Rosie Brennan placed 47th, 3.44 seconds out of 30th and 13.03 seconds back from Østberg. Also for the U.S. Ski Team, Caitlin Gregg was 49th (+13.29) and Liz Stephen 68th (+19.24) of 71 finishers.
“This is straight-up my favorite race series of the year and time of year, and mentally I’m psyched to get going.” — Liz Stephen after Stage 1 of the 2016 Tour de Ski
Brennan explained that she’s mostly focused on classic races, and aims to complete the Tour.
“I would like to feel like I skied well to the end, not just like, ragged across the line,” she said.
For Gregg, also programmed to finish the Tour, it was her first skate sprint in almost a year (since placing second to Brennan at 2015 U.S. nationals in Houghton, Mich.).
“It’s one thing to do a skate sprint at U.S. nationals and it’s one thing to do a skate sprint on the World Cup,” Gregg observed. “All said and done, I was like three seconds out of qualifying. It’s kind of a ways, still also … definitely as close as I’ve ever been. I think I felt great … I kind of wish the skate sprint was in the middle of the whole series.”
Looking ahead, she’s most excited for the 5 k races and the hill climb, which she has never done before on the World Cup.
“Just the whole thing, I think, it kind of suits when I am feeling good and I can kind of build throughout the series,” Gregg said. “The goal coming in was to be … maybe a little bit undertrained. I took a number of days off over the Christmas break, probably a total of four out of the 10 to kind of to reset, recharge the batteries and then come into this and be able to build instead of trying to hold on.”
For Stephen, who ended up fifth in the overall standings last year for the best-ever finish by an American in the Tour de Ski, it was just a matter of getting started.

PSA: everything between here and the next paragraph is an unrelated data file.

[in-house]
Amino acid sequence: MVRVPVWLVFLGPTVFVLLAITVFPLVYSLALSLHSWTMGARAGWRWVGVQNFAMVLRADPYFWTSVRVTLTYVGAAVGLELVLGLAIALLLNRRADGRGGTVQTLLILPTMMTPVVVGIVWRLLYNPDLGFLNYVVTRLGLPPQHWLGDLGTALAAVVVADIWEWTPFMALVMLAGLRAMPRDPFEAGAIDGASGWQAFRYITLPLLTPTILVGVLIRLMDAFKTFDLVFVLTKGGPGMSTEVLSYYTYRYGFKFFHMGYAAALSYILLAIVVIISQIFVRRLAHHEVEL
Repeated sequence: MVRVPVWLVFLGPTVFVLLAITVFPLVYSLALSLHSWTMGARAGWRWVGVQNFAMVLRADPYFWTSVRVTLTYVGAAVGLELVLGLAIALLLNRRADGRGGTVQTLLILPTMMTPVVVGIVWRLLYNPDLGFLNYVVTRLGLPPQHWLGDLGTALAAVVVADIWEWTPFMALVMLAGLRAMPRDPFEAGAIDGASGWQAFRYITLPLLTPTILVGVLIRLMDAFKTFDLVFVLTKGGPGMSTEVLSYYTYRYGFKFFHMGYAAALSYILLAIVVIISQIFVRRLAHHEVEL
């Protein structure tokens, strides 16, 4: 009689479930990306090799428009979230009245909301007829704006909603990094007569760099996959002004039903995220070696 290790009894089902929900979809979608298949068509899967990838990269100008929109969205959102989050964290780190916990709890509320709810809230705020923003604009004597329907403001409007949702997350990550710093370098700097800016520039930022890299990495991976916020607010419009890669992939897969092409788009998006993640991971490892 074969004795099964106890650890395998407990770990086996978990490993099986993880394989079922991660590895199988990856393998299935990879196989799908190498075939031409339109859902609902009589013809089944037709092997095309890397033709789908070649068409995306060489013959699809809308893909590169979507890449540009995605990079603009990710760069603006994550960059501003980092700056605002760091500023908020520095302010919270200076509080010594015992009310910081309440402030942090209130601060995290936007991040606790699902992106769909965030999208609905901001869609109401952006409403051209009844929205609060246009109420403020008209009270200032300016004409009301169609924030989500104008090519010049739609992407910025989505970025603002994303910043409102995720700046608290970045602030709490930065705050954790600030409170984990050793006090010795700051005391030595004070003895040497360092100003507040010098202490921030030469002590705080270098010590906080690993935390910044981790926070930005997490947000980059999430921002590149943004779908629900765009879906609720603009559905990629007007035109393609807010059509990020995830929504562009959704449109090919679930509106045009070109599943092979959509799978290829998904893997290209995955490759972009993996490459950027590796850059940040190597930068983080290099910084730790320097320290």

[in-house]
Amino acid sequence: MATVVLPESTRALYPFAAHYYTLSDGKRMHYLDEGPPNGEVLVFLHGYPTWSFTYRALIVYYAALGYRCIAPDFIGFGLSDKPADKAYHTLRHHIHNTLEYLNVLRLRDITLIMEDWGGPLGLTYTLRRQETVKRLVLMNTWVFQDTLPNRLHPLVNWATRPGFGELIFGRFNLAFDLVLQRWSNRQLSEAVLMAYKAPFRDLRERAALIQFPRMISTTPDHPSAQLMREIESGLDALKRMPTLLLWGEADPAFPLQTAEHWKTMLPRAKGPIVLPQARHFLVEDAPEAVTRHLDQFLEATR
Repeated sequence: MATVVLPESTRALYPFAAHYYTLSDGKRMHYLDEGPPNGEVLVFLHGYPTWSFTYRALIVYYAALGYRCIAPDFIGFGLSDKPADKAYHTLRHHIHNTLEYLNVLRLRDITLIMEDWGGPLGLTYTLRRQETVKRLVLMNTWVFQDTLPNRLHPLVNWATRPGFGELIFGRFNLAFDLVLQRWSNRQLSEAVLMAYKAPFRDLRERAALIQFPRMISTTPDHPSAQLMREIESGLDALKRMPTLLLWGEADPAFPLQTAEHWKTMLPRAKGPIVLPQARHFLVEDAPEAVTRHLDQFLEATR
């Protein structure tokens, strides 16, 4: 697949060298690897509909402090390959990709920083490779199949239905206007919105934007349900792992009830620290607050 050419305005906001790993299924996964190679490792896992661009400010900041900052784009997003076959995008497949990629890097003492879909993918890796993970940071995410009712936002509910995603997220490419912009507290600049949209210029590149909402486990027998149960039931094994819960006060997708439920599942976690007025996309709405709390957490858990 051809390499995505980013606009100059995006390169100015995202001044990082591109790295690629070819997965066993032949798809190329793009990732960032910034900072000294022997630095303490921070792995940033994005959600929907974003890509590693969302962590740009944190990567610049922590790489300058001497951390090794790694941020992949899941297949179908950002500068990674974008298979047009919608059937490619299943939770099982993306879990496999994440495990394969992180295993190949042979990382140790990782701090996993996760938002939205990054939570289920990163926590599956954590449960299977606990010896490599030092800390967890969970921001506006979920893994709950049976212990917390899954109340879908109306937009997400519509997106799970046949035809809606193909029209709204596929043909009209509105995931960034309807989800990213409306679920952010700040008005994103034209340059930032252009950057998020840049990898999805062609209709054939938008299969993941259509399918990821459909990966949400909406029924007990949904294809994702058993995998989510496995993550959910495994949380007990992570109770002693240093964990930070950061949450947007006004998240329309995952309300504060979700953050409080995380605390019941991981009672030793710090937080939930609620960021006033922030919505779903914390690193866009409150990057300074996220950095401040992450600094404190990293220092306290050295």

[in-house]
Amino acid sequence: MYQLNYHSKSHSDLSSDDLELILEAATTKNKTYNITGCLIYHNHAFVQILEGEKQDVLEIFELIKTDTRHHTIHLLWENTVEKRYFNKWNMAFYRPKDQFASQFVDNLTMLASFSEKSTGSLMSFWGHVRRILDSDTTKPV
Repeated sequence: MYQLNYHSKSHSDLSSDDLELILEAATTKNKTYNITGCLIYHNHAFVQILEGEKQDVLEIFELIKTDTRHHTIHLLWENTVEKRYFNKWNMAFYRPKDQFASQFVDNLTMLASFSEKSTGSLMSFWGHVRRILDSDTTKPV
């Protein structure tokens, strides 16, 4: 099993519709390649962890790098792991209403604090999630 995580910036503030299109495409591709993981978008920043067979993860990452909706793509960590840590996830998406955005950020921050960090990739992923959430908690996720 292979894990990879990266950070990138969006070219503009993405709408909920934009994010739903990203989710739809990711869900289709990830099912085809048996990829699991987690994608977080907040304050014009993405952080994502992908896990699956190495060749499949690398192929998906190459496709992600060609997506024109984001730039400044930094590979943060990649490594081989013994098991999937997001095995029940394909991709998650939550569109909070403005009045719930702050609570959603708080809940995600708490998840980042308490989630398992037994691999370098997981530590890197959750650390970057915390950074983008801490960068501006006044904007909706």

“I feel like I’m in a good position, shape-wise for the rest of the Tour,” she said. “I mean, this is straight-up my favorite race series of the year and time of year, and mentally I’m psyched to get going. Tomorrow’s 15 k should be really awesome here.”
For that race, Stephen explained she’ll try to get toward the front of the pack within the first 2 k to avoid the “bottlenecking” effect on what she called a “steep kicker” shortly after the start.
“My plan is to get as good a start as I can possibly get and try not to get on the back end of that bottleneck,” she said. “Which generally tends to make you chase the rest of the race…”
U.S. women’s coach Matt Whitcomb was thrilled with the team’s start.
“This is a team that’s on the roll right now. I’m excited to see these four girls who did well sprinting today mix it up in the classic race, but I’m also excited to see Rosie and Liz and Caitlin get things going,” he said. “I’m excited to see our distance skiers start to mix it up too. Tomorrow is going to be a big day to hit the skis and I think our team is 100 percent ready to go.”
— Chelsea Little and Jason Albert contributed reporting
Alex Kochon (firstname.lastname@example.org) is the former managing editor at FasterSkier. She spent seven years with FS from 2011-2018, and has been writing, editing, and skiing ever since. She's making a cameo in 2020.